photo courtesy of Ilona’s management

The Backstory

Oh, yeah, there’s a backstory here. There are two singers I was singing the praises of on Twitter, on Facebook, in person to anyone who would listen, doing whatever I could to help them gain exposure long before I thought I’d return to music journalism. Ironically, they’re both based in London. And, of course, Ilona is one of those singers. In fact, if you’ve been reading this blog from the very beginning, you’ll have read about her already in the 9th installment of my 9-part “Road Back to Music Journalism” series.

EP Review of Ilona: Fragile Heart

Ilona - Fragile Heart

image courtesy of Ilona’s management

The Fragile Heart EP is a collection of 3 old songs, 2 new songs, and a radio edit of one of the new songs that does a solid job showcasing Ilona’s range and unique talent.

The first song, “I Still Fall For You,” excels because it includes some of Ilona’s trademark quick, controlled vocal wails that punctuate an already-great, sentimental song. The new recording of “I Still Fall For You” is most notably different in its guitarwork, which simultaneously rounds off rough edges while being crisper and meshes well with some of Ilona’s new vocal flourishes; as a result, this re-recorded track feels fresh and new. Longtime fans will appreciate the redux. And if you haven’t heard it at all before, well, this is the perfect introduction to how Ilona can be so unique and original while occupying a well-worn pop/rock highway.


photo by Geoff Wilbur

Fragile Heart also includes “Back to You,” a slow-mid-tempo, emotional song that benefits from that hint of gravel in Ilona’s vocals. Radio-ready, pop-rock (and adult alternative), it builds to power periodically. But most importantly, it showcases Ilona’s vocal chops, including perhaps the best song-appropriate mid-song vocal howl this side of Shakira at the 2:30 mark. You can tell when someone in the audience has heard this song before because they prepare as the moment approaches, then close their eyes and enjoy. This song – and moments within this song  – represent something special.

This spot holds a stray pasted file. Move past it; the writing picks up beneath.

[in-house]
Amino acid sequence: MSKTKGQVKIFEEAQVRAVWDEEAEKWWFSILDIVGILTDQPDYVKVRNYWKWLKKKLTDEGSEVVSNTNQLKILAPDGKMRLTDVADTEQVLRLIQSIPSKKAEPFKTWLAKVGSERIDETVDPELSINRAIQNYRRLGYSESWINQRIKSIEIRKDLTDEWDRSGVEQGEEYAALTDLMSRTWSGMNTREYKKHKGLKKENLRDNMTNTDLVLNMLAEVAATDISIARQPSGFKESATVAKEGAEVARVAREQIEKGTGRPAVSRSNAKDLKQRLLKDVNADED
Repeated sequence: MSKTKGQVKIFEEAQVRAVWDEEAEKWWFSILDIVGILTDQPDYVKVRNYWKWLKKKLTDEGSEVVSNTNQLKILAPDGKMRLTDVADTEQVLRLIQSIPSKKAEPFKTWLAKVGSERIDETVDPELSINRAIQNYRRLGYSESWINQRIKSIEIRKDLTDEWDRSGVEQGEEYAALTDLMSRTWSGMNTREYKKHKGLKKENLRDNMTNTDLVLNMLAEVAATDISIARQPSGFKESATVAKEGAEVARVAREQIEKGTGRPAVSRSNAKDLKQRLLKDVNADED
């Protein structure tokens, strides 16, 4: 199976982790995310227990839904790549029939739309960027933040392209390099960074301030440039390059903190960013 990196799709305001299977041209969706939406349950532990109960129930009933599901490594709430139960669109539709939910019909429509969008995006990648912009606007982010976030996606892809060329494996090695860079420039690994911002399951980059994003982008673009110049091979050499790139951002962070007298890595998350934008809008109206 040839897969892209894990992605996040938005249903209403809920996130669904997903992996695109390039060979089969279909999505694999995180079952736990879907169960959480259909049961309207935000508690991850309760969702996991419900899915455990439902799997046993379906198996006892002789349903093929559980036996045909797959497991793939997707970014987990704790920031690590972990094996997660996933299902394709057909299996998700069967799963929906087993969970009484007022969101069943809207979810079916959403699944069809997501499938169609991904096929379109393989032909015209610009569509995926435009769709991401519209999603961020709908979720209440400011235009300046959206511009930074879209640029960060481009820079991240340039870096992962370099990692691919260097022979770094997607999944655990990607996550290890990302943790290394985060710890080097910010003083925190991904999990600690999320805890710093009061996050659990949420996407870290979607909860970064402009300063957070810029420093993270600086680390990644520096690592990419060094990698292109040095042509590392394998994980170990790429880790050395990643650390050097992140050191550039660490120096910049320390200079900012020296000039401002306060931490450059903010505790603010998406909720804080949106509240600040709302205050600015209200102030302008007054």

Indeed, it’s a pleasure to have “I Still Fall For You” and “Back to You” included on this EP because they have long been two of my favorite songs from Ilona’s repertoire.

One of the two new songs is “Safety Net.” This, I can safely say, has the potential to be an enormous hit. The hook – and it’s a sneaky one – embedded in my brain and caused me to have this song in my head when I awoke several mornings in a row after just a half-dozen listens – ideal for a potential radio hit. It opens with a driving rhythm and Ilona’s trademark, passionate humm-moans before her first actual vocals. The song then builds and grabs attention with a quick-stop and light bridge before embedding its hooky chorus directly into the unsuspecting listerner’s brain. “Safety Net” is wonderfully catchy and employs all of Ilona’s most captivating vocal elements (lows, highs, screams, even a snippet of breathy sultriness) into a mid-tempo, radio-ready rock song.